While a well-designed PowerPoint and professional-looking outfit can make you look more credible, you shouldn’t forget about the signals that you’re sending through your body language. These are actions that you do unconsciously, and if you are not careful, you may accidentally alienate your listeners without even realising it.
How you hold yourself as you speak can affect the audience’s impression of you. Hence, whether you’re speaking at conferences or preparing for negotiations with clients, you’ll want to level up the way you conduct yourself in front of other people. To get you started, here are a few tips on how to improve your body language for a more persuasive presentation:
1. Make Eye Contact with Your Audience
Though the idea of looking someone in the eye can seem nerve-wracking, doing so is a more authoritative and authentic way to communicate. Conversely, avoiding eye contact makes you seem untrustworthy.
Thankfully, you don’t necessarily have to look every single audience member in the eye. You can simply scan the room and focus your eyes on a few people at a time, holding your gaze for a few seconds before moving on to the next person.It is also important to rehearse your verbal presentation so you can look at your audience rather than read from a script. Your visual presentation can have bullet points to remind you of the content to be delivered.
2. Watch Your Head Movement
The way you move your head as you speak can also affect how your audience perceives you. For example, lowering your head is often interpreted as defensive or submissive while raising your head can make you look more confident. However, raising it too high can backfire and make you look arrogant.
For most of your presentation, you’ll want to keep your head still. Nevertheless, a well-timed nod or shake of the head could bolster the strength of your message.
3. Be Aware of Your Facial Expressions
If your facial expressions don’t match your words, you may end up sending mixed signals. Hence, it’s a good idea to practice your presentation in front of a mirror. This can help you become more aware of any unconscious habit or facial twitch that could adversely affect or confuse your audience.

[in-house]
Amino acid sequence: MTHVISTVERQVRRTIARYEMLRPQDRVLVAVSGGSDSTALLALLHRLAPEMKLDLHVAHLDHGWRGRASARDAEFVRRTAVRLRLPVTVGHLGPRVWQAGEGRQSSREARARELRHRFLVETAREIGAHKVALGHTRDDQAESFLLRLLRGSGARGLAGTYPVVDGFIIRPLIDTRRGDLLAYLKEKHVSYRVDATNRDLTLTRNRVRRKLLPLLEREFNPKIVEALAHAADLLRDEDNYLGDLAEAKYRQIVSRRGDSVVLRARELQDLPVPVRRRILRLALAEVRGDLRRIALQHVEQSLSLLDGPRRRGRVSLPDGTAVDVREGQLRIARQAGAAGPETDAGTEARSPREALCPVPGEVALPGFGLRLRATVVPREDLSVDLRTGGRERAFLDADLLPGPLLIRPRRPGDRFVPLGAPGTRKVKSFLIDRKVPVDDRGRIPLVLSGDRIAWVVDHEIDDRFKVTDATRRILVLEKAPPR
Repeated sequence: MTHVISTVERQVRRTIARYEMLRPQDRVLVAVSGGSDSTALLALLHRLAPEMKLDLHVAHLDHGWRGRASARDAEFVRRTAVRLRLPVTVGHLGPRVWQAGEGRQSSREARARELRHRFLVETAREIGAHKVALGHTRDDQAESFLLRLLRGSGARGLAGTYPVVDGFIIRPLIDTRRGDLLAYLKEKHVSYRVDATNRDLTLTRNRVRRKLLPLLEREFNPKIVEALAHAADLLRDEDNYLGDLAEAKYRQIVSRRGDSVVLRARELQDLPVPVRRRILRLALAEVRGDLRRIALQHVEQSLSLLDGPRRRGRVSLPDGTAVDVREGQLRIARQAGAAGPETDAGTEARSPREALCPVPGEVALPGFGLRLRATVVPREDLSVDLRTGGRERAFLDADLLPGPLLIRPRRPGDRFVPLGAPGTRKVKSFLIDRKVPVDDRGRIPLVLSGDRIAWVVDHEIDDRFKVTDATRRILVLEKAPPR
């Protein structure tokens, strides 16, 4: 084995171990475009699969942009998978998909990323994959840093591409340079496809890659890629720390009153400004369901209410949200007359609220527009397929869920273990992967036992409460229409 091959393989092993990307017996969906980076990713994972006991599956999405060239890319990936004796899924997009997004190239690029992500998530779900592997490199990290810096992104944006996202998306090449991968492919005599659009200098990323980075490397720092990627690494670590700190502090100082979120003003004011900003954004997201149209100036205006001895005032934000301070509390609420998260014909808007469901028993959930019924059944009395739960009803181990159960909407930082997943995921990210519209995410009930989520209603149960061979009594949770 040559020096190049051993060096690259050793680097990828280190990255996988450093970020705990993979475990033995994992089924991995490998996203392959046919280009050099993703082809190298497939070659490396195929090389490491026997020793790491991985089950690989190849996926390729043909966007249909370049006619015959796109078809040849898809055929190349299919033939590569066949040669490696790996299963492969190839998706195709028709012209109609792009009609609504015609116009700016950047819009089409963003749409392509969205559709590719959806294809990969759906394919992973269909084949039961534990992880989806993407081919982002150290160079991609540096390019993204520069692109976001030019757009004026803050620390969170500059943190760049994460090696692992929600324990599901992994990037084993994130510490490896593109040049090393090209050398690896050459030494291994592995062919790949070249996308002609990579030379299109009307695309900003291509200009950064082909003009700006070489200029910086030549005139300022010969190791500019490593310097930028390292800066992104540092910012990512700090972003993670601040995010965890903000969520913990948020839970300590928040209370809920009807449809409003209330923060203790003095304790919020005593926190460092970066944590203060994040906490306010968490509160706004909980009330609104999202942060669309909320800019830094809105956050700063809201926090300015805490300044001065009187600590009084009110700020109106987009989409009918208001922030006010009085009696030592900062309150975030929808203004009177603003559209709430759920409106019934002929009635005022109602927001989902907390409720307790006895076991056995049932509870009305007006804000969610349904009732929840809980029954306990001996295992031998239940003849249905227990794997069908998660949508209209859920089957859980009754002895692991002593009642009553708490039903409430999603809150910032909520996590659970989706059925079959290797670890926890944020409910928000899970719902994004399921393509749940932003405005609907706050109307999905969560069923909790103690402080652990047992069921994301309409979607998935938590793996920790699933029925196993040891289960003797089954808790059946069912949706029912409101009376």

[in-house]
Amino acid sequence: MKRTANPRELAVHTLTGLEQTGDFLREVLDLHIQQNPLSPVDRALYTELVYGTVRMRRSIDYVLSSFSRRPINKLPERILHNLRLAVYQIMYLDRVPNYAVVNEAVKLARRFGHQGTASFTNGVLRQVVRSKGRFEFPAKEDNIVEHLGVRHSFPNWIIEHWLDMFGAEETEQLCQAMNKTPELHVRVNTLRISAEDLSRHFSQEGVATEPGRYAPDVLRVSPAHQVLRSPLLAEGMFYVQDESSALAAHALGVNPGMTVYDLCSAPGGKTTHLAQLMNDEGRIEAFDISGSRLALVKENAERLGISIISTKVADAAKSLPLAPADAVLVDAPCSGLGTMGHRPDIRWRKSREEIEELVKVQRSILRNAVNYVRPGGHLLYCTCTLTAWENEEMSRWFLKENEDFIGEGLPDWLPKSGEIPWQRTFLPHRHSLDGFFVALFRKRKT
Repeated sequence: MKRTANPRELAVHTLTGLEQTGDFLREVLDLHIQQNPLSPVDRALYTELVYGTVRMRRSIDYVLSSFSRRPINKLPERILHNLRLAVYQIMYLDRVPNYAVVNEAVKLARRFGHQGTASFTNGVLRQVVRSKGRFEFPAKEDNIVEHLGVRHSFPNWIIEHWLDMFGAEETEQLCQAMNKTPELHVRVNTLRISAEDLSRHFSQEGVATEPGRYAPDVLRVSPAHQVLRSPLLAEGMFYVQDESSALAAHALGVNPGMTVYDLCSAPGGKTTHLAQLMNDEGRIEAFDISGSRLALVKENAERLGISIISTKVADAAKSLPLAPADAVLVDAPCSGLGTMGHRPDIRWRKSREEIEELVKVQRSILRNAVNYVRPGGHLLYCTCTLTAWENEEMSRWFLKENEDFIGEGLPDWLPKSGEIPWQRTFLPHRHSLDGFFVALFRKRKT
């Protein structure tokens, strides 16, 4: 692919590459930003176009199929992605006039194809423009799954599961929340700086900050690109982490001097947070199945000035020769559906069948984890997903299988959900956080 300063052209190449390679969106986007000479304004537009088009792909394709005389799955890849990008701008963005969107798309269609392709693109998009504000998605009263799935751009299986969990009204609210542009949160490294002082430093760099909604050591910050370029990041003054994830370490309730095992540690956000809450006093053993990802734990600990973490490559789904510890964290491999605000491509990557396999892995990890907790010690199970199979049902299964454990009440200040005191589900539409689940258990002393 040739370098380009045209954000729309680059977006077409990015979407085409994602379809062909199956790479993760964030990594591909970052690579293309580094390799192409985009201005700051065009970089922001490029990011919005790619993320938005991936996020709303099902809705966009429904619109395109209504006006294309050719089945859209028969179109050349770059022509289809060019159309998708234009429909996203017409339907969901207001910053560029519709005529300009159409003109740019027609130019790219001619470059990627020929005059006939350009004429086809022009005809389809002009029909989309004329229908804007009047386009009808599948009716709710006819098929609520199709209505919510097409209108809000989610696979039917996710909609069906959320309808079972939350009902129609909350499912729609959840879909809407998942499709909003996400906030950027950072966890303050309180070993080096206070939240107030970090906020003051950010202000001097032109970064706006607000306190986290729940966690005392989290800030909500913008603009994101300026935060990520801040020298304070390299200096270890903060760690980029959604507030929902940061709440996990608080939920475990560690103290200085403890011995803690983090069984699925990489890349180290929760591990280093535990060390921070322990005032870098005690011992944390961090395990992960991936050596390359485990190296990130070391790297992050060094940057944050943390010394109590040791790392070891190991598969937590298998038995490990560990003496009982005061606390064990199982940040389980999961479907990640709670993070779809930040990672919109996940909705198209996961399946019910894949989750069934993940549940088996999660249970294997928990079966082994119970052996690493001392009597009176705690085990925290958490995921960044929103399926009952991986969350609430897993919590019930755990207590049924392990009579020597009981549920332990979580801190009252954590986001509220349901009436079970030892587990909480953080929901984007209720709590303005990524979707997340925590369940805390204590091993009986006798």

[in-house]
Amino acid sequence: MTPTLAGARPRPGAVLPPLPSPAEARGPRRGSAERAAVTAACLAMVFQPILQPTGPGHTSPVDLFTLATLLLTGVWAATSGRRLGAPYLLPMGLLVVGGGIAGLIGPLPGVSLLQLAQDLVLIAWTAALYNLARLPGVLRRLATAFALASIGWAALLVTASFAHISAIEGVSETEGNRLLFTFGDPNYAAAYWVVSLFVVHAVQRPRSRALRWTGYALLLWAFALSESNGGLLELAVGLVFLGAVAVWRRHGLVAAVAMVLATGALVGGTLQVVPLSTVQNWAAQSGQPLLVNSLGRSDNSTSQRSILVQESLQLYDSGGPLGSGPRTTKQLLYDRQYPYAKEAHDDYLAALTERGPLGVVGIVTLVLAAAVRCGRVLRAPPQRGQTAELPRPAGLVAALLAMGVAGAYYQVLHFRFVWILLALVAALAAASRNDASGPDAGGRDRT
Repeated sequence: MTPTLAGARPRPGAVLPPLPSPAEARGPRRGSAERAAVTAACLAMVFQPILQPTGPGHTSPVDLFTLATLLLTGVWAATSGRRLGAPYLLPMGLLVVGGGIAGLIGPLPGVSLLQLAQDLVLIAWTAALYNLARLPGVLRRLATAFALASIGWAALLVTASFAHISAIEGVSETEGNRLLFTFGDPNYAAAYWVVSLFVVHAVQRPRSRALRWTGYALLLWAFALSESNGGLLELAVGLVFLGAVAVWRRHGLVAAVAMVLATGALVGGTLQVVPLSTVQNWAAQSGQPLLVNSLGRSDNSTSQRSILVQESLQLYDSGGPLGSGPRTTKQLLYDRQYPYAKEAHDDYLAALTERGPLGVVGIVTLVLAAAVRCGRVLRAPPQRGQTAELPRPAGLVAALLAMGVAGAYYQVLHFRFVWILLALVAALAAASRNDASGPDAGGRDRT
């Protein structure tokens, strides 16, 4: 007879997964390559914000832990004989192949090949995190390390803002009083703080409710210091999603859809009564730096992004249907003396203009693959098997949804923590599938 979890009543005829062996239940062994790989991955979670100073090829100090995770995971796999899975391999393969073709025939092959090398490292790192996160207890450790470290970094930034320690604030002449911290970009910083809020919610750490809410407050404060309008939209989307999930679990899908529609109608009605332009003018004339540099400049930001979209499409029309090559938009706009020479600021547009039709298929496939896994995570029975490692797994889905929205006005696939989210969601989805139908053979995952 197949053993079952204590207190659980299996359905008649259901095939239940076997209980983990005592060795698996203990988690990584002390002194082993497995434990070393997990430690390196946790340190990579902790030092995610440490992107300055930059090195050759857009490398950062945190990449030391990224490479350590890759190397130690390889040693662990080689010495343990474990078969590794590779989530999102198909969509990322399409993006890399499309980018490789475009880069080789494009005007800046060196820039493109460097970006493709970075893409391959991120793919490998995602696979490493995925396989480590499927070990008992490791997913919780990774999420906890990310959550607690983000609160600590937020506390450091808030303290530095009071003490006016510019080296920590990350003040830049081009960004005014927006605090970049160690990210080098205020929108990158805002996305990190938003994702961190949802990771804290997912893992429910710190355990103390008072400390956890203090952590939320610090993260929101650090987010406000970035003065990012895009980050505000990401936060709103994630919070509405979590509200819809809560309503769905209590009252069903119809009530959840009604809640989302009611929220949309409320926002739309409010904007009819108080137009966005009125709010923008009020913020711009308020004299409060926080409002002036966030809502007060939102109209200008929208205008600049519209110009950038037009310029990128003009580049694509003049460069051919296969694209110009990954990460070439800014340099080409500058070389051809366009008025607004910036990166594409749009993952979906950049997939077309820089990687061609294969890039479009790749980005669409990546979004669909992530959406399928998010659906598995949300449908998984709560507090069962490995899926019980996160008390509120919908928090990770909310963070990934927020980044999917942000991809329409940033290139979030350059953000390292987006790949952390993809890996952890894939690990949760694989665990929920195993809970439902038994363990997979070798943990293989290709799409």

Once you’re on stage, an easy way to help your audience feel more comfortable is to smile as you speak. This simple facial cue allows audiences to feel more comfortable with your presence and become more receptive to what you have to say.
4. Do Your Best Not to Fidget
When you experience some stage fright, you might find yourself tugging at your sleeves or tapping your foot on the floor. However, fidgeting can make you appear unsure of yourself. At the same time, it can be distracting to your audience, which will make it hard for them to focus on what you’re really saying.
To overcome your nervousness, practice as much as you can. When you know your script by heart, the more confident you’ll feel. As a result, you’re less likely to fidget around during your presentation. There are several methods to help improve your gestures. One example is to record yourself while practicing to get a solid visual reference of how you look while presenting.
5. Mind Your Body Posture
Slouching or sitting down gives your audience the impression that you’re disinterested in your topic. Stiff and tense shoulders can indicate that you’re afraid or uncertain.Standing up with your back straight makes you look and feel more confident, however keeping arelaxed posture while you stand is important too as it makes you look more open and welcoming.
Whenever you start to feel nervous, give yourself a moment to pause and take a deep breath. As you exhale, try to regain your posture by straightening your spine and putting your shoulders back – you will feel more self-assured which allows you to convey your message more clearly.
It doesn’t matter if you have the most amazing product or service in the world. It’s still the quality of your presentation that will make or break a sale or a pitch. With these tips, you should be well on your way to mastering body language and becoming a more persuasive presenter.